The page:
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NOAA Asks Big Boats to Watch Out for Whales

Whales in Channel Threatened By Shipping Vessels


A variety of whale species return to the Santa Barbara Channel in the summer; thus, the threat of ship striking them increases dramatically during these months. The National Oceanic and Atmospheric Administration (NOAA) intervened on the whales’ behalf recently and requested large ships reduce speeds in an effort to conserve the populations of endangered species. The U.S. Coast Guard is helping get the word out to mariners by broadcasting the following message on the marine band radio:

“Mariners are advised to keep a sharp lookout for blue, humpback, and fin whales around the Channel Islands. NOAA strongly recommends that vessels 300 gross registered tons or larger transiting the traffic separation scheme in the area between Sandy Point, Santa Rosa Island and Point Hueneme do so at speeds not in excess of 10 knots due to whales in this area.”

All of the west coast ports together service 50 percent of container traffic into and out of the United States. The large vessels coming in and out of Long Beach and Los Angeles pose a risk to whales—migrating toward our coast to feed on krill, a small shrimp-like animal—and have been known to kill wildlife in their paths.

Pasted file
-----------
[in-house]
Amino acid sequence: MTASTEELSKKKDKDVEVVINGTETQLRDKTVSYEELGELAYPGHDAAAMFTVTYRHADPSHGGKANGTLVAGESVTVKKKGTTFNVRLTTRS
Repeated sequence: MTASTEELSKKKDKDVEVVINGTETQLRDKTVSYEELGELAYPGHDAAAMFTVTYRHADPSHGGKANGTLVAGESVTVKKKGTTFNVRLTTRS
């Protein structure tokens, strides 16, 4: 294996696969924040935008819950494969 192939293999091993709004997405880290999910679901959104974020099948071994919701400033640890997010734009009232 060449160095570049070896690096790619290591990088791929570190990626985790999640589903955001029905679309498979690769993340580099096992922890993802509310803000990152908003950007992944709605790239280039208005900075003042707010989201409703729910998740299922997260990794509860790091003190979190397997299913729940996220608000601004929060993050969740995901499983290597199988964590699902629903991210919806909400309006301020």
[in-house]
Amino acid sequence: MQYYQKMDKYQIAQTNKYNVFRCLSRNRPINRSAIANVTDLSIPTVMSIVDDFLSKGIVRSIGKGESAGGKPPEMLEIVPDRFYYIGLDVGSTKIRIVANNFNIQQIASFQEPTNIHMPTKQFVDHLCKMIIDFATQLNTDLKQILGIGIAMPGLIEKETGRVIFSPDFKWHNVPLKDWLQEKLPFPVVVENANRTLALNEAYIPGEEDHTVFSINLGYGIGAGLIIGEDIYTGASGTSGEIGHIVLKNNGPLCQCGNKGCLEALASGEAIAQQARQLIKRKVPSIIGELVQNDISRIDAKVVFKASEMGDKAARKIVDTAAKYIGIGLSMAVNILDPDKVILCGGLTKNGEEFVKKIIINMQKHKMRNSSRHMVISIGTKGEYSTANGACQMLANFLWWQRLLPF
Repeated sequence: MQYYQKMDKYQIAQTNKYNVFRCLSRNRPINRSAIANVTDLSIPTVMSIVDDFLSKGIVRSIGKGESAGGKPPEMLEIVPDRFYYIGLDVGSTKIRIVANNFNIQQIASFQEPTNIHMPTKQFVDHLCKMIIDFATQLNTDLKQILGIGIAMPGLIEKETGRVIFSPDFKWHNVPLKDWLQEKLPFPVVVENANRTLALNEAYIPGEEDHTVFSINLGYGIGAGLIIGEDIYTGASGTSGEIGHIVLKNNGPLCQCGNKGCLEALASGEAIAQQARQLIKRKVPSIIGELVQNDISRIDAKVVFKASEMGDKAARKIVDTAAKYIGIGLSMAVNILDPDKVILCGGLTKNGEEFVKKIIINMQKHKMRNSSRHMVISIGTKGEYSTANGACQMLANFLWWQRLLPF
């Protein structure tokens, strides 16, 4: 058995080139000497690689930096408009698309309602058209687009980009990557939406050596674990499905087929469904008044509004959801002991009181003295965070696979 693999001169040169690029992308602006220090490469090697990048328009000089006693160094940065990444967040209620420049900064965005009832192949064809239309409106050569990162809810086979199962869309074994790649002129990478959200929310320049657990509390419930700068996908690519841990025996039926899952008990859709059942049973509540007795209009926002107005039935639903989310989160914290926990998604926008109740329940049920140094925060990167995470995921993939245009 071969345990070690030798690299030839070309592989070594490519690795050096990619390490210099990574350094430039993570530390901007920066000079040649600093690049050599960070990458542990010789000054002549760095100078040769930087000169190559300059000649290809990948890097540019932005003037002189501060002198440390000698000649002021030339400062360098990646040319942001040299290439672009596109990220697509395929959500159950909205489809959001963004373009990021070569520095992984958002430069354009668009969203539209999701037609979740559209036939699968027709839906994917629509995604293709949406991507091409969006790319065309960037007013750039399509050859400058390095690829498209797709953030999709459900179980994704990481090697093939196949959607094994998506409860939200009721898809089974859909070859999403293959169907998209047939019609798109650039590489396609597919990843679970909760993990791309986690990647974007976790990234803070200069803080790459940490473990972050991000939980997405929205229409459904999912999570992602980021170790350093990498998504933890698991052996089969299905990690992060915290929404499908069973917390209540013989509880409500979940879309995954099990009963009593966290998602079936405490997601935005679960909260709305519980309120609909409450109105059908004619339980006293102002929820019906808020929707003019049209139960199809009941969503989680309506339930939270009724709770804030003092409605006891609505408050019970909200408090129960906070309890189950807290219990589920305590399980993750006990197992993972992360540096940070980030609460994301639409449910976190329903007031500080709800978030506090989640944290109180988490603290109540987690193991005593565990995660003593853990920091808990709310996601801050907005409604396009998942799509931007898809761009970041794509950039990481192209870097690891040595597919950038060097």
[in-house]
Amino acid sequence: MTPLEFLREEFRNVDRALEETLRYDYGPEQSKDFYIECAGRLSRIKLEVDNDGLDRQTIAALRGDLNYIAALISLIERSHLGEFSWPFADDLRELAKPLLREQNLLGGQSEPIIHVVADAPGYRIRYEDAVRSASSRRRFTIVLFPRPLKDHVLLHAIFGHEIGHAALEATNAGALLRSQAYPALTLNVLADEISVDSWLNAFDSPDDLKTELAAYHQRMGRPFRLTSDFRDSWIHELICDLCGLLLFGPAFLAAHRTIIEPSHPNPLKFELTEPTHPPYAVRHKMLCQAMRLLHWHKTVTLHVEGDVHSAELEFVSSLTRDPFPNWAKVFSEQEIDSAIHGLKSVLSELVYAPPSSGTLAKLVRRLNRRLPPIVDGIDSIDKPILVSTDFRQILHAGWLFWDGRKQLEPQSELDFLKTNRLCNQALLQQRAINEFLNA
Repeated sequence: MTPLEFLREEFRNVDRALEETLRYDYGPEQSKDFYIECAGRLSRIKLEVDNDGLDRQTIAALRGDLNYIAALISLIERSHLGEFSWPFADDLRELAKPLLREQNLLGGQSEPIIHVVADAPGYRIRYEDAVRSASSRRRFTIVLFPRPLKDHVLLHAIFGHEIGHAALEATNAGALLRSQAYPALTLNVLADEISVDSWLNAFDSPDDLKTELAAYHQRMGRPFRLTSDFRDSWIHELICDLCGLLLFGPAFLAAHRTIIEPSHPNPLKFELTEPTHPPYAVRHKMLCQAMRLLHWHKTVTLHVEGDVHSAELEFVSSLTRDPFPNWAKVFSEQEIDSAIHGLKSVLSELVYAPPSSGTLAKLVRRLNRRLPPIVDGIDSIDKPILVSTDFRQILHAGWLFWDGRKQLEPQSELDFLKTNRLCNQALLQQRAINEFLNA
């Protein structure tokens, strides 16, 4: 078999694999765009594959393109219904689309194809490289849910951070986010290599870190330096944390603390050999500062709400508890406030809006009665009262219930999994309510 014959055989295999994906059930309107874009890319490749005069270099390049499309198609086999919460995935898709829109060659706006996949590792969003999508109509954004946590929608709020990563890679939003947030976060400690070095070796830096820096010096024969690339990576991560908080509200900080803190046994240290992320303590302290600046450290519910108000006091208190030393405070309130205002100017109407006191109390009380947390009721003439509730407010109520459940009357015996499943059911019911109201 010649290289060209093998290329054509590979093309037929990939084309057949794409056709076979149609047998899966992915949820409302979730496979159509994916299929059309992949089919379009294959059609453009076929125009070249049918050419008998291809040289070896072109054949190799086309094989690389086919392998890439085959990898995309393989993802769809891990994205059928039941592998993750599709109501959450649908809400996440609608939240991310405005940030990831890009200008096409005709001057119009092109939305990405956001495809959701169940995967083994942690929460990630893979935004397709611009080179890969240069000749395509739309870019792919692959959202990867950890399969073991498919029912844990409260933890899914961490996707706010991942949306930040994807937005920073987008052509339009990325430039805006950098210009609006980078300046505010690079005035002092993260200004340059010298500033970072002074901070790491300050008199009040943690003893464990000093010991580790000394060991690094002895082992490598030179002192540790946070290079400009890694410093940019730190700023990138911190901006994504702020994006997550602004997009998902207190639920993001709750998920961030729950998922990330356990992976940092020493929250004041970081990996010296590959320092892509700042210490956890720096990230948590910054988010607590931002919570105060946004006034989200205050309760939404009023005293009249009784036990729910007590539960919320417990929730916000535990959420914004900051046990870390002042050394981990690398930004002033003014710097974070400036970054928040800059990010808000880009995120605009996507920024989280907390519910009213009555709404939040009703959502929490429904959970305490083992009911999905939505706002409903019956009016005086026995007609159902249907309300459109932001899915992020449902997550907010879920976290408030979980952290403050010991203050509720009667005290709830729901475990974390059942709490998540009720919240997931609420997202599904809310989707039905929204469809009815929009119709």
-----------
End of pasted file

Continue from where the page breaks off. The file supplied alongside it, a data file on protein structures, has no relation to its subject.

“We are asking the captains of these large vessels and the companies that own and operate them to take action to reduce the risk of a ship strike with endangered whales,” said Christina Fahy, from NOAA Fisheries southwest region protected resources division, in a prepared statement.

Peak fatalities occurred in in 2007, when four blue whale fatalities in the Santa Barbara Channel region were confirmed to be caused by ship strike.All whales are protected under Marine Mammal Protection Act, while blue, fin, and humpback are on the Endangered Species Act. Whales in a national marine sanctuary, such as the one surrounding the Channel Islands, are protected under the National Marine Sanctuaries Act.

NOAA asks mariners to report any collisions with whales or any observed injured or dead whales to NOAA at 877-SOS-WHALE (877-767-9425) or to the U.S. Coast Guard on VHF-FM Channel 16.

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